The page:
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Inspection carried out on 1 August 2017

During a routine inspection

This inspection took place on 1 and 2 August 2017 and was unannounced. This meant the registered provider and staff did not know we would be visiting the service. At the time of our inspection 29 people were living in the home.

Meadowbrook Manor is registered to provide accommodation for a maximum of 31 people who require personal care to adults aged 65 and over. It is located in a residential area close to Garforth town centre, near Leeds and is near to local amenities.

The home is an adapted three story building and there is a passenger lift to access all the floors. Externally there is parking for a limited number of cars. There was a large lounge and an open plan dining area on the ground floor. The home also had another lounge on the first floor which included a hair dressing salon and sofa’s to relax. This was a functional room for people to have their hair done or for when family’s had parties.

There was a registered manager at the home and a deputy manager. A registered manager is a person who has registered with the CQC to manage the service. Like registered providers, they are 'registered persons'. Registered persons have legal responsibility for meeting the requirements in the Health and Social Care Act 2008 and associated Regulations about how the service is run.

At the last inspection in August 2016 Meadowbrook Manor were rated as requires improvement due to concerns over medicines management and issues in relation to the operation of the quality assurance systems as accidents and incidents were not being effectively monitored. At this inspection we found that these concerns had been addressed.

Medicines were managed effectively and all medicines stored correctly in line with the providers policy.

Accidents and incidents were managed well with actions taken when required and there was a policy with guidance for staff to follow should an incident occur.

People using the service felt safe and staff had a clear understanding of how to protect people from any harm. Staff were provided with annual safeguarding and whistleblowing training.

The provider completed appropriate checks to ensure the safety of the premises.

Staffing levels were adequate to meet people’s needs and recruitment checks were carried out to ensure people were not placed at risk.

People using the service were met by staff who clearly communicated with them on all aspects of their care.

Mental capacity assessments were completed for people however, we saw on one occasion documents had not been recorded in line with the MCA principles.

We found that one of the DoLS applications had expired on 7 April 2017 but had not been renewed until 21 June 2017. This meant that the person may have been unlawfully restricted as there had been no DoLS in place for a period of 10 weeks and the application process had not been completed.

Maintenance logs were used to identify issues regarding the upkeep of the environment or premises, although dates were not always recorded for completion.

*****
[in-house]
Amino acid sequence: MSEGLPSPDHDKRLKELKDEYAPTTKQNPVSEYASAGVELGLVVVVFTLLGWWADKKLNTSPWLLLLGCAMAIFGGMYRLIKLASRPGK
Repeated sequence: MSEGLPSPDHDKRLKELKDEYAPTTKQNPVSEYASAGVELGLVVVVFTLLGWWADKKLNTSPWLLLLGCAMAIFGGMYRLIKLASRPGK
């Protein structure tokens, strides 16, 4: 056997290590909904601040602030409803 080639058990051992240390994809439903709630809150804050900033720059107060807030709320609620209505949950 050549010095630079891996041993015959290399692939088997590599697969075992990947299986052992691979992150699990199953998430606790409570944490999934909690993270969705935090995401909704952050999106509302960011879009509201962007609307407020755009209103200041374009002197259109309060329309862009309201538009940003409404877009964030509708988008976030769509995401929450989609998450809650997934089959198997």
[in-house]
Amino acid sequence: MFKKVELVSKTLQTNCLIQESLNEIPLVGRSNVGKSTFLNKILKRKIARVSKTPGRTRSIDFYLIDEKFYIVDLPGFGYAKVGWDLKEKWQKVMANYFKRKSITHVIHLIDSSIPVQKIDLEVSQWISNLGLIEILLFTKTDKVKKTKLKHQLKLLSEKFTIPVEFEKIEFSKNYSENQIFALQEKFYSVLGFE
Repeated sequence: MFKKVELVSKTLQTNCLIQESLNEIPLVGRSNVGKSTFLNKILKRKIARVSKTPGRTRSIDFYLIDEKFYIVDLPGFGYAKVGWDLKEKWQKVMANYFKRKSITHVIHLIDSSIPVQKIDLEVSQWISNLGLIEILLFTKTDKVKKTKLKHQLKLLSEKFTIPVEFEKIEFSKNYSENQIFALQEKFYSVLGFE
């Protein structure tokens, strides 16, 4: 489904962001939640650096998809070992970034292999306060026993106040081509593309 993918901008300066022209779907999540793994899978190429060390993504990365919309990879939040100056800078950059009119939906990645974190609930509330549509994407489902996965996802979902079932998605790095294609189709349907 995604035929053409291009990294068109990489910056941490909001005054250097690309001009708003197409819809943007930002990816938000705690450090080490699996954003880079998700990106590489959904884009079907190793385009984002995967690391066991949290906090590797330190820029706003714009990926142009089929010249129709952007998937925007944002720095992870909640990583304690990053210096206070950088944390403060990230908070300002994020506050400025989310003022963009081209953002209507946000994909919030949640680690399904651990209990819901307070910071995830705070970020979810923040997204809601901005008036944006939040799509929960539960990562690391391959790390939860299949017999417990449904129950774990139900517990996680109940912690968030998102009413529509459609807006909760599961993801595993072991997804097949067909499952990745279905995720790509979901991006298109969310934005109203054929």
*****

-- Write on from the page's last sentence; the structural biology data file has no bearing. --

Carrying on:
Staff were provided with adequate training to do their job. Supervisions and appraisals were also completed to ensure staff could develop their skills and be managed effectively.

People told us they enjoyed the food, were encouraged to make choices about what they ate and drank. Fridge temperatures were not always completed.

Monthly weight monitoring records were in place. Staff informed us nutritionists and dieticians were contacted should a person require further support. Other health care professional’s visited the home when there was a need.

People using the service and their relatives felt staff were caring and friendly. Staff had built positive relationships with people and involved them in all aspects of their care.

Staff respected people’s privacy and dignity. We saw people’s diverse needs were catered for and care planned for these. People using the service were encouraged to be independent and risk assessments completed to make sure people were safe.

People were included in the care planning process and initial assessments were completed with reviews of people’s care carried out. Activities were provided to promote peoples wellbeing.

Complaints were managed well and actions taken when needed. Staff and people using the service felt confident to complain if required.

People using the service and staff spoke positively about the management arrangements in place at Meadowbrook.

Policies and procedures were in place and updated to ensure staff followed relevant and up to date practice. The provider carried out a variety of audits to ensure people using the service were safe.

The provider used questionnaires, surveys and meetings to receive feedback about the service and to monitor the quality of the service provided to help learn and develop the service.

Inspection carried out on 29 June 2016

During a routine inspection

This inspection took place on 29 June 2016 and was unannounced. Our last inspection took place on 27 November 2013 and, at that time; we found the service was meeting the regulations.

Meadowbrook Manor is a care home registered to provide personal care and accommodation for up to 31 people. At the time of inspection 29 people were living there. The service had a registered manager. A registered manager is a person who has registered with the Care Quality Commission to manage the service. Like registered providers, they are ‘registered persons’. Registered persons have legal responsibility for meeting the requirements in the Health and Social Care Act 2008 and associated Regulations about how the service is run.

At this inspection we found people were happy with the care they received. People felt staff were caring. We saw people received good support during the inspection and enjoyed the company of staff.

People told us they felt safe and didn’t have any concerns about the care they received.